Obama to declare more of the Pacific off-limits

 

President Obama on Monday announced he plans to close off a large swath of the Pacific Ocean from fishing and energy exploration.

The executive action is the biggest move yet by Obama to protect the oceans, and drew criticism from Republicans who say Obama is overreaching with his moves to create new nature preserves and national monuments.

The president will declare more of the Pacific Remote Islands Marine National Monument in the south-central Pacific Ocean off-limits, according to a White House fact sheet.

Obama’s predecessor, President George W. Bush, expanded the marine sanctuary to 87,000 square miles. The sanctuary is home to tropical coral reefs, and marine ecosystems that are the most vulnerable to climate change and ocean acidification, according to the White House.

Under his plan, Obama also will extend protections some 200 nautical miles offshore of seven U.S.-controlled Pacific islands and atolls that are already classified as national monuments.

The expansion of the Pacific Remote Islands is expected to protect nearly two dozen types of marine mammals, along with threatened species of sea turtles.

The White House said it will seek input from fishers, scientists, conservation experts and lawmakers before making final decisions on the geographic scope of the marine protections.

Obama is also calling on world leaders to join him in protecting the world's ocean ecosystems.

During video remarks at the State Department's Our Ocean conference, Obama said climate change, overfishing and pollution have threatened and degraded the food and economic growth opportunities of the ocean.


"We cannot afford to let that happen," Obama said. "That’s why the United States is leading the fight to protect our oceans. Let’s make sure that years from now we can look our children in the eye and tell them that, yes, we did our part, we took action, and we led the way toward a safer, more stable world.”

The executive order is expected to expand the amount of protected sea by roughly nine times the area designated by Obama's predecessor, according to The Washington Post.

Obama didn't dive into those details during his announcement Tuesday. 

The administration's accelerated timeline to act on land and water protections has been steered by adviser John Podesta, who has brought a renewed emphasis on executive action to the White House.

Secretary of State John KerryJohn KerryAn all-female ticket? Not in 2016 GOP senator calls for China to crack down on illegal opioid Obamas to live in home of former Clinton press secretary: report MORE said during Tuesday's even to expect similar announcements and actions from Obama in the future.

Green groups cheered the new protections and hailed an executive order issued by Obama on Tuesday that established a national panel for combatting illegal fishing.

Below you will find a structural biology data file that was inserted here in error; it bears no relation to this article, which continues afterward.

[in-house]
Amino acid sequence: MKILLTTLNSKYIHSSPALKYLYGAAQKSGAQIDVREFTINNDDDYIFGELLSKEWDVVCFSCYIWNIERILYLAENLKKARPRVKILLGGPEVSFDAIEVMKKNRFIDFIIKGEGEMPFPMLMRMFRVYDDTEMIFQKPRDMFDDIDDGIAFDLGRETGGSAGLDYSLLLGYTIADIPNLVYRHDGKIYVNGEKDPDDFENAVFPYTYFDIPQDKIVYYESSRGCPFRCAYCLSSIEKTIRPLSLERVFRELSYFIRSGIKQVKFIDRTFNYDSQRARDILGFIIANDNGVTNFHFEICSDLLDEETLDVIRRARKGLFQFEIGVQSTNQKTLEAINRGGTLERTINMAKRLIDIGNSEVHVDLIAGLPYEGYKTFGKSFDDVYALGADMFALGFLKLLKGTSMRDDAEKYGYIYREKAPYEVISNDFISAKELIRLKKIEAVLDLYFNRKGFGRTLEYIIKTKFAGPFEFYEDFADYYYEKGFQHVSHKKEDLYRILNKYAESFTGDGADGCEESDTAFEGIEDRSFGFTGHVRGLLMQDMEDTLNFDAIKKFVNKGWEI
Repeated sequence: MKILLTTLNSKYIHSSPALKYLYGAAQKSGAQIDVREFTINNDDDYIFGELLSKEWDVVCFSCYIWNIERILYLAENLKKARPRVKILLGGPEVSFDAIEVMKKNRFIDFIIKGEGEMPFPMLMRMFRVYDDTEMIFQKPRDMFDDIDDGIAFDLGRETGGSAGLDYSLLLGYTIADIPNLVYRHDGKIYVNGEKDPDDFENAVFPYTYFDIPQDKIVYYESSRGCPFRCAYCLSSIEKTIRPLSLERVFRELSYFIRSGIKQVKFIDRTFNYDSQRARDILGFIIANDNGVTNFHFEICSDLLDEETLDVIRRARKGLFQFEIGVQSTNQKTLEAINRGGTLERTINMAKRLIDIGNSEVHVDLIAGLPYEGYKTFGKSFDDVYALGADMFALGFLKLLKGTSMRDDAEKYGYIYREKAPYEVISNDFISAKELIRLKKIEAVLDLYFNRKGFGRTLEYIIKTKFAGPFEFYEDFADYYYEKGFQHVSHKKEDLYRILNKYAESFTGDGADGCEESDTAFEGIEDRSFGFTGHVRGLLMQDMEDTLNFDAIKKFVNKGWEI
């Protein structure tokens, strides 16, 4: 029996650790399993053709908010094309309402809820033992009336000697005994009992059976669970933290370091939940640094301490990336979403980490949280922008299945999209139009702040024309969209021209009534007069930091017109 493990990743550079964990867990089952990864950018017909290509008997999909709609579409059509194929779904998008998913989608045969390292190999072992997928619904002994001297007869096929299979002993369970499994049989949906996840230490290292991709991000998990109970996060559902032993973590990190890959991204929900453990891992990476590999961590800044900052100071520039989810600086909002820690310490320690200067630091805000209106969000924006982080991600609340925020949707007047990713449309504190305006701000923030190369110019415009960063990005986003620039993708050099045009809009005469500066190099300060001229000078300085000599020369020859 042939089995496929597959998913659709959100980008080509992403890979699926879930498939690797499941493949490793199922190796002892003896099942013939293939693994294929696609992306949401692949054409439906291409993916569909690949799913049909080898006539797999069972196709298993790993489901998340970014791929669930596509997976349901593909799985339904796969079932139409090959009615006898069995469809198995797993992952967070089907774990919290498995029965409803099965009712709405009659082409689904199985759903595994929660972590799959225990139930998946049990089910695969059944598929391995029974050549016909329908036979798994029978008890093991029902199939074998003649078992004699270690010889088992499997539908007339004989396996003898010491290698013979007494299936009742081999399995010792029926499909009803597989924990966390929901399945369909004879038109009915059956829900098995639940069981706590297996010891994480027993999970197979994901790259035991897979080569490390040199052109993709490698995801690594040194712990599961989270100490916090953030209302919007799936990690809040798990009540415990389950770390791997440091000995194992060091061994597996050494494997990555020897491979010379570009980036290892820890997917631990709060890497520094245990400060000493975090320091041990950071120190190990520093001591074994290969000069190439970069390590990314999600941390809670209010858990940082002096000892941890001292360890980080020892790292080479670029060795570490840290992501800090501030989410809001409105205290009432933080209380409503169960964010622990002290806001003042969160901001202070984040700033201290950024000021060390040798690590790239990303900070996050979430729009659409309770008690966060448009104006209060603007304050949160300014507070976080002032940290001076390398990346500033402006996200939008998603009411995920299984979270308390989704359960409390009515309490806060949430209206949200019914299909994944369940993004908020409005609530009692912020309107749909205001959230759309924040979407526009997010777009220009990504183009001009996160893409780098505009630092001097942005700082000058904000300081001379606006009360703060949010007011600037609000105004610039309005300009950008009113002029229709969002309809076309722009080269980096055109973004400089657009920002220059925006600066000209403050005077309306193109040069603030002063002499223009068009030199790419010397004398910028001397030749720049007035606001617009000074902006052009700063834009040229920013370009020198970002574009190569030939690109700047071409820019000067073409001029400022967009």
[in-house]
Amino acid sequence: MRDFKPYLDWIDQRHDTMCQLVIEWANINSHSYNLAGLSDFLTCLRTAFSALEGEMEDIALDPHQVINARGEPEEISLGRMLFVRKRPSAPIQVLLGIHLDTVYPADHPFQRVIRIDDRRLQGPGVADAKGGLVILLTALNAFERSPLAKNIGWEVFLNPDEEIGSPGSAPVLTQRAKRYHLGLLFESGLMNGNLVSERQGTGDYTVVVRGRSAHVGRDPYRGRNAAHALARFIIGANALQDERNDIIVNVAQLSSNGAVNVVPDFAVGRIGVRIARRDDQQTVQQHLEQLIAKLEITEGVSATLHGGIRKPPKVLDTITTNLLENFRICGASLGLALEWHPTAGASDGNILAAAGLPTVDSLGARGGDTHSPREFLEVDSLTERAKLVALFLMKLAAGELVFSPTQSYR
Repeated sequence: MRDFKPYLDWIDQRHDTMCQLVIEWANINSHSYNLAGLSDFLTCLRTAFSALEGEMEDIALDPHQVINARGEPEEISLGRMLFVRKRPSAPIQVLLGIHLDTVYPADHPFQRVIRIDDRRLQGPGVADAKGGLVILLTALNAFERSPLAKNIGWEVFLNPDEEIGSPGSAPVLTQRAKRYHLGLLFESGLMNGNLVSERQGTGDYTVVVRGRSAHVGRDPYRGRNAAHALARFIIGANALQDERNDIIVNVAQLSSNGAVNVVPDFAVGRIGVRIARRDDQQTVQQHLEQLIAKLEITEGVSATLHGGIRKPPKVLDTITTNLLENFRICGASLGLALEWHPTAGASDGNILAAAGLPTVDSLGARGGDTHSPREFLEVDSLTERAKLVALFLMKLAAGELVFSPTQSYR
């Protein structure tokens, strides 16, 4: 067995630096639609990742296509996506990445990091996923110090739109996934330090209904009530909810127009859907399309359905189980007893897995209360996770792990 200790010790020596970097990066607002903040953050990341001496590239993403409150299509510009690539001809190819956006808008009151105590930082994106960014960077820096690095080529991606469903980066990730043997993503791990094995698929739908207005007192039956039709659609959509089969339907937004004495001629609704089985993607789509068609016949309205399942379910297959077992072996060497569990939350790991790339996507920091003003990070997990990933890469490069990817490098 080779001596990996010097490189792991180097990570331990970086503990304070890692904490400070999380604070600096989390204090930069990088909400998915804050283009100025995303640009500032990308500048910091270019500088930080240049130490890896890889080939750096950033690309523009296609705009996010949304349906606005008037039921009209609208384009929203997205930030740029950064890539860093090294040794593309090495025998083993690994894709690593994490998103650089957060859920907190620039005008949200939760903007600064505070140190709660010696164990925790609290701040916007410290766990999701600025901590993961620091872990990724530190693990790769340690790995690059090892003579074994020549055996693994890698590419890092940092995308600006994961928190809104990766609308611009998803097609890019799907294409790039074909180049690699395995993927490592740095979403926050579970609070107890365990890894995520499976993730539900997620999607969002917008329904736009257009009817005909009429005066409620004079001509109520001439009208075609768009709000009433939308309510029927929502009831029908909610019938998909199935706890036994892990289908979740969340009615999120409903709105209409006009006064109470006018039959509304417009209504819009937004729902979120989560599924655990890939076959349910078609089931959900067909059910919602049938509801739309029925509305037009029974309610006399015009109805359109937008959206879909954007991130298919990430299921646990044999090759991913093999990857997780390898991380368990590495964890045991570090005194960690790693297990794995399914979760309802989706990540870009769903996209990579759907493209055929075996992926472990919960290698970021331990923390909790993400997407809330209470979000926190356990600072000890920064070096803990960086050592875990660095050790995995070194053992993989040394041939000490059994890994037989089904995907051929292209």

Under the order, Obama is forming a presidential task force to combat seafood fraud and illegal, unreported, and unregulated fishing. Kerry will lead the panel along with Secretary of Commerce Penny PritzkerPenny PritzkerOvernight Cybersecurity: Obama signs trade secrets bill Overnight Finance: Trump now open to raising minimum wage Pritzker urges passage of trade deals to boost US exports MORE.

The World Wildlife Fund called the administration's efforts a "turning point for oceans."

"By expanding marine protected areas and combatting black market fishing, the administration is using the power of the presidency to secure the long-term health of our oceans and the livelihoods they support," said Michele Kuruc of the Wildlife Fund.

But the new efforts, specifically the planned expansion of the Pacific Remote Islands marine sanctuary, drew fire from Republicans such as Rep. Doc HastingsDoc HastingsBoehner hires new press secretary GOP plots new course on Endangered Species Act reform GOP accuses feds of bad science in endangered species studies MORE (Wash.).

"For years the Obama administration has threatened to impose ocean zoning to shut down our oceans, and today the president is making good on that threat," Hastings said in a statement. "This is yet another example of how an imperial president is intent on taking unilateral action, behind closed doors, to impose new regulations and layers of restrictive red-tape."

Actor Leonardo DiCaprio gave remarks at the State Department event.

DiCaprio, who said his first dream was to become a marine biologist, vowed to spend $7 million over the next two years on marine conservation.

"I witnessed environmental devastation firsthand," DiCaprio said, recalling the changes he has seen while diving in the same spot over the years.

The actor's foundation will help support nations that want to expand their marine reserves, among other projects.

— This story was updated at 2:27 p.m.